Use this At A Glance Guide to learn the Virginia Supreme Court Rules related to propounding interrogatories in Virginia Circuit Courts. For more detailed information, please see the SmartRules Interrogatory Guide for the court where your action is pending.
The Virginia rules do not contain explicit requirements for the format of interrogatory papers. As a matter of custom and practice, interrogatories are stated in separate numbered paragraphs and, to the fullest extent practicable, each paragraph is limited to a single question.
Any party may serve upon any other party written interrogatories to be answered by the party served or, if the party served is a public or private corporation or a partnership or association or governmental agency, by any officer or agent, who shall furnish such information as is available to the party. V.S.C.R. 4:8(a).
The party answering the interrogatories shall restate each question, by photocopying it or otherwise, then insert the word “Answer” and immediately thereafter state the response to that question. The answering party shall attach the necessary oath and certificate of service to the answers. V.S.C.R. 4:8(b).
Each interrogatory shall be answered separately and fully in writing under oath, unless it is objected to, in which event the reasons for objection shall be stated in lieu of an answer. The answers are to be signed by the person making them, and the objections signed by the attorney making them. The party submitting the interrogatories may move for an order under Rule 4:12(a) with respect to any objection to or other failure to answer an interrogatory. V.S.C.R. 4:8(d).
Interrogatories may relate to any matters which can be inquired into under Rule 4:1(b), and the answers may be used to the extent permitted by the rules of evidence and for the purposes of Rule 3:20. Only such interrogatories and the answers thereto as are offered in evidence shall become a part of the record. V.S.C.R. 4:8(e).
An interrogatory otherwise proper is not necessarily objectionable merely because an answer to the interrogatory involves an opinion or contention that relates to fact or the application of law to fact, but the court may order that such an interrogatory need not be answered until after designated discovery has been completed or until a pre-trial conference or other later time.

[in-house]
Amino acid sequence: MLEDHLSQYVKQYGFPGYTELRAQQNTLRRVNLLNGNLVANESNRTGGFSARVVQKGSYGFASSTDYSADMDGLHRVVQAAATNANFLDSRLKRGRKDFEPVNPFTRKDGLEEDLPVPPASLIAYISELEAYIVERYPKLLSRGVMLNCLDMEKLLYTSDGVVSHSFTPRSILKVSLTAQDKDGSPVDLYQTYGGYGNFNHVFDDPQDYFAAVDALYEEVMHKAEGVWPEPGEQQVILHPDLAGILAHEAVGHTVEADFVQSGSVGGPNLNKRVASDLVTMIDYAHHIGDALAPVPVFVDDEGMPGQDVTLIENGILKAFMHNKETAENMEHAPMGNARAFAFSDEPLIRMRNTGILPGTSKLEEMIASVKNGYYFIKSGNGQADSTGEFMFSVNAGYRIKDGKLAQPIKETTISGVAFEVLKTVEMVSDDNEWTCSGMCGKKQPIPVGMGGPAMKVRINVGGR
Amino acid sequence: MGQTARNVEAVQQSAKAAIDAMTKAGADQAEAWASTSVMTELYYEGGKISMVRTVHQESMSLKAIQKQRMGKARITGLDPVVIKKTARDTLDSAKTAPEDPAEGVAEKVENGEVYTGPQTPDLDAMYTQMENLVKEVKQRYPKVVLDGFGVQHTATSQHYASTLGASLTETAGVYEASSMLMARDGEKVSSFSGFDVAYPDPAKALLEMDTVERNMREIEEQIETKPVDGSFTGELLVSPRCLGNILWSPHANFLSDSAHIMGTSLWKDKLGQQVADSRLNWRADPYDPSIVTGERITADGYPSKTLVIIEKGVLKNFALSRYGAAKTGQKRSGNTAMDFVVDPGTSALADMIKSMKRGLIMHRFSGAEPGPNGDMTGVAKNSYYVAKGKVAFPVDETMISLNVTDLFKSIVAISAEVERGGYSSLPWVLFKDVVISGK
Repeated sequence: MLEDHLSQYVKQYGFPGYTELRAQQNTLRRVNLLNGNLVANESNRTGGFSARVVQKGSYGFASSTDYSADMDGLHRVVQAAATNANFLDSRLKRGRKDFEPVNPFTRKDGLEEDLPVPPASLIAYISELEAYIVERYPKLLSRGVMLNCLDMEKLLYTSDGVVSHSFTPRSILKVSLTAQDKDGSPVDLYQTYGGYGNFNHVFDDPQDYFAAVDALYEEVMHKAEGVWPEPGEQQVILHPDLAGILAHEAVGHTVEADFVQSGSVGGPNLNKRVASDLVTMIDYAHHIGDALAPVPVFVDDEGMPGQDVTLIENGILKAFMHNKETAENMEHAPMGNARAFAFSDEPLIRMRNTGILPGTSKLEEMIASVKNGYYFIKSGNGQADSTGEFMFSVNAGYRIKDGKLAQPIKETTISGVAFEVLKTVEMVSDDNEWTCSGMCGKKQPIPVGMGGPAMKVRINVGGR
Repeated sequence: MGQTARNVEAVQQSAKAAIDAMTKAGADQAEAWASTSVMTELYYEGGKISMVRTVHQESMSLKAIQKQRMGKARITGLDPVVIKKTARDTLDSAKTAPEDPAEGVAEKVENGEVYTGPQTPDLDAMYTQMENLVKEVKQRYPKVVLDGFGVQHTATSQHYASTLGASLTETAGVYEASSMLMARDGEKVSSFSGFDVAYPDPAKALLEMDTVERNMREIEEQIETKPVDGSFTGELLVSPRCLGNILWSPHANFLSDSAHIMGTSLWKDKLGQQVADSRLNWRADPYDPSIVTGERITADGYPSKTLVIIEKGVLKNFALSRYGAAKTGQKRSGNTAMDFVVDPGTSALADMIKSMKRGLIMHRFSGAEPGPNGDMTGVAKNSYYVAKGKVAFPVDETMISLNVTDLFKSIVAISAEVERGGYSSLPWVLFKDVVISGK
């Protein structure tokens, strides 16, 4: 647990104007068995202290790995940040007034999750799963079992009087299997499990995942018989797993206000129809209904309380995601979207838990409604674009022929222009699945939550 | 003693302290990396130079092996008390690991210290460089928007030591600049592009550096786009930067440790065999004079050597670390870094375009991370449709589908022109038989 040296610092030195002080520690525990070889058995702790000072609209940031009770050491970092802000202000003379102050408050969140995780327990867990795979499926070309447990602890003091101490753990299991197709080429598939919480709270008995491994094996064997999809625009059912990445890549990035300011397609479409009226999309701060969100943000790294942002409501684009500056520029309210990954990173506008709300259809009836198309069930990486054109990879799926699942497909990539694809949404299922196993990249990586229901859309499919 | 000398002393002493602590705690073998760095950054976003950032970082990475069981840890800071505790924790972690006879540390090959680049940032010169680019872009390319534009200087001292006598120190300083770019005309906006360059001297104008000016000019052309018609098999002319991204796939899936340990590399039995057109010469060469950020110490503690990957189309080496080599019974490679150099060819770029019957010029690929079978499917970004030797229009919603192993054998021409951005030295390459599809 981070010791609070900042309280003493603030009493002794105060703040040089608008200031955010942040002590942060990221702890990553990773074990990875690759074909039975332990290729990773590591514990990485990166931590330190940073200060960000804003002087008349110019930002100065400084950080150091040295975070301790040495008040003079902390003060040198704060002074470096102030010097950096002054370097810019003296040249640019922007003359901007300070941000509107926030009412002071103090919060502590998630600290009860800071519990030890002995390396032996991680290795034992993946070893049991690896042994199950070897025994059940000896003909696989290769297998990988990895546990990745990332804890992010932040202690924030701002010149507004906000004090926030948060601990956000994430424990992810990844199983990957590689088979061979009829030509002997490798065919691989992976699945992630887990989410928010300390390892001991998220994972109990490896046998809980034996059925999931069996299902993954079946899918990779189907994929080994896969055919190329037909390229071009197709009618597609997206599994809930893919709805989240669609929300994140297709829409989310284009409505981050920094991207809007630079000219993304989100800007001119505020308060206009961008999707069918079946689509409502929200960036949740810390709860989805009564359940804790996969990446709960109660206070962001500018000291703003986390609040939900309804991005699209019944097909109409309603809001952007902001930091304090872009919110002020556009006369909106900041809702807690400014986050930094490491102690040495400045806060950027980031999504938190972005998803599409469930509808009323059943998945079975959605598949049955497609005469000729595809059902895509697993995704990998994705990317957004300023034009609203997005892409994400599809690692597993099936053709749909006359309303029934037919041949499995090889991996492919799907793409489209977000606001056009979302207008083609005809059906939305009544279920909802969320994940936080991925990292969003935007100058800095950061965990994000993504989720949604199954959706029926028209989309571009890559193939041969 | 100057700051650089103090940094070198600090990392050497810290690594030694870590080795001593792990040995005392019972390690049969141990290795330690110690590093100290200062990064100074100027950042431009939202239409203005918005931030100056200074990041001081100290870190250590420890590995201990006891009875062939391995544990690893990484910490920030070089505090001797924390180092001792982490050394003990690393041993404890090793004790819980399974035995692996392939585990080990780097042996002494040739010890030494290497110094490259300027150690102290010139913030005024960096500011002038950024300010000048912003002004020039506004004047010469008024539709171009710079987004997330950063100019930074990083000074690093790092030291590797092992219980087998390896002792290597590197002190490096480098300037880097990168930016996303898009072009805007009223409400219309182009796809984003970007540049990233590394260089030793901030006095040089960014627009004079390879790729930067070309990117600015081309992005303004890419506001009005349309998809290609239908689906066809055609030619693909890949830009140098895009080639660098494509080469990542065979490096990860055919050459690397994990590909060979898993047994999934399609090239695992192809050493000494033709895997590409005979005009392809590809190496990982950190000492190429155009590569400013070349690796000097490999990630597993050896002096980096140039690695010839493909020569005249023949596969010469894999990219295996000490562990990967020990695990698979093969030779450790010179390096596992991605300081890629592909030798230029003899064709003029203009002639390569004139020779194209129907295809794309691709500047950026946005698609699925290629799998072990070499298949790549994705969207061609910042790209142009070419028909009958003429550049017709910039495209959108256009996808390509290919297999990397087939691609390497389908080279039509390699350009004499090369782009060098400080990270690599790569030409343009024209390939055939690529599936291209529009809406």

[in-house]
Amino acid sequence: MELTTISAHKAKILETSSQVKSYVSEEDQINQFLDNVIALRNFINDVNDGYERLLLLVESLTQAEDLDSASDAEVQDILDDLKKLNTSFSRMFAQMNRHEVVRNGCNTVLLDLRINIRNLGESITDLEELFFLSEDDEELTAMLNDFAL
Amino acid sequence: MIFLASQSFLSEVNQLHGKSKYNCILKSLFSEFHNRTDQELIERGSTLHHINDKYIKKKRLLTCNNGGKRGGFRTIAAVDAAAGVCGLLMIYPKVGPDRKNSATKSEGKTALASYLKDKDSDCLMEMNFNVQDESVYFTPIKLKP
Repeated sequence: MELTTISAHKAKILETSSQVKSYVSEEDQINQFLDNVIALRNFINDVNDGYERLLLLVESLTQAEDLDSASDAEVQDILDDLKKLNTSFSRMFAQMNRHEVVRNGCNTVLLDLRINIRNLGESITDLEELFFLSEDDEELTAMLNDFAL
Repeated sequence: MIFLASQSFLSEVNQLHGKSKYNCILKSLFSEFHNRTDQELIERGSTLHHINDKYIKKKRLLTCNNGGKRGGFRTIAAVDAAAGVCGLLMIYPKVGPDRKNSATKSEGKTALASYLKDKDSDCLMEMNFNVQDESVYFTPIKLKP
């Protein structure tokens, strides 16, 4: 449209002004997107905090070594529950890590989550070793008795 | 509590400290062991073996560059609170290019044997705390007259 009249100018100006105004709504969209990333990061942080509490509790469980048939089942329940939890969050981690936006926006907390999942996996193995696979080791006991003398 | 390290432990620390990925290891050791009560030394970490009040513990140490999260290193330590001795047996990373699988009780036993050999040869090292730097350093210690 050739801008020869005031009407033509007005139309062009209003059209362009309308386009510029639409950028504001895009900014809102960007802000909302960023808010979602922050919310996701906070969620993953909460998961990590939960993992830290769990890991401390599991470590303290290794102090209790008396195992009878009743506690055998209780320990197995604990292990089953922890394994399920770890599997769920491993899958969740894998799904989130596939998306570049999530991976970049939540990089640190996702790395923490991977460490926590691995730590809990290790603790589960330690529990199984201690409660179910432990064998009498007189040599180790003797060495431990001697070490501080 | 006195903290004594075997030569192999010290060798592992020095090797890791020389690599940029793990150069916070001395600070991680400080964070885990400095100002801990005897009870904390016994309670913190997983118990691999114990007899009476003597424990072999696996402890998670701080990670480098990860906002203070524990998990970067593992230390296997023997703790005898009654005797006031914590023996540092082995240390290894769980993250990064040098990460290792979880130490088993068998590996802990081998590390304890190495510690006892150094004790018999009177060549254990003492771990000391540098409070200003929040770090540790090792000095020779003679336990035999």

Through interrogatories, a party may require any other party to identify each person whom the other party expects to call as an expert witness at trial, to state the subject matter on which the expert is expected to testify, and to state the substance of the facts and opinions to which the expert is expected to testify and a summary of the grounds for each opinion. V.S.C.R. 4:1(b)(4)(A)(i).
Where the answer to an interrogatory may be derived or ascertained from the business records, including electronically stored information, of the party upon whom the interrogatory has been served or from an examination, audit or inspection of such business records, or from a compilation, abstract or summary based thereon, and the burden of deriving or ascertaining the answer is substantially the same for the party serving the interrogatory as for the party served, it is a sufficient answer to such interrogatory to specify the records from which the answer may be derived or ascertained and to afford to the party serving the interrogatory reasonable opportunity to examine, audit or inspect such records and to make copies, compilations, abstracts or summaries. A specification shall be in sufficient detail to permit the interrogating party to locate and to identify, as readily as can the party served, the records from which the answer may be ascertained. A specification of electronically stored information may be made under this Rule if the information will be made available in a reasonably usable form or forms. V.S.C.R. 4:8(f).
No party shall serve upon any other party, at any one time or cumulatively, more than thirty written interrogatories, including all parts and subparts without leave of court for good cause shown. V.S.C.R. 4:8(g).
The authorities cited in this At A Glance Guide are current as of the publication date. For authorities updated in real time, please see the SmartRules Guide for the litigation document you are drafting.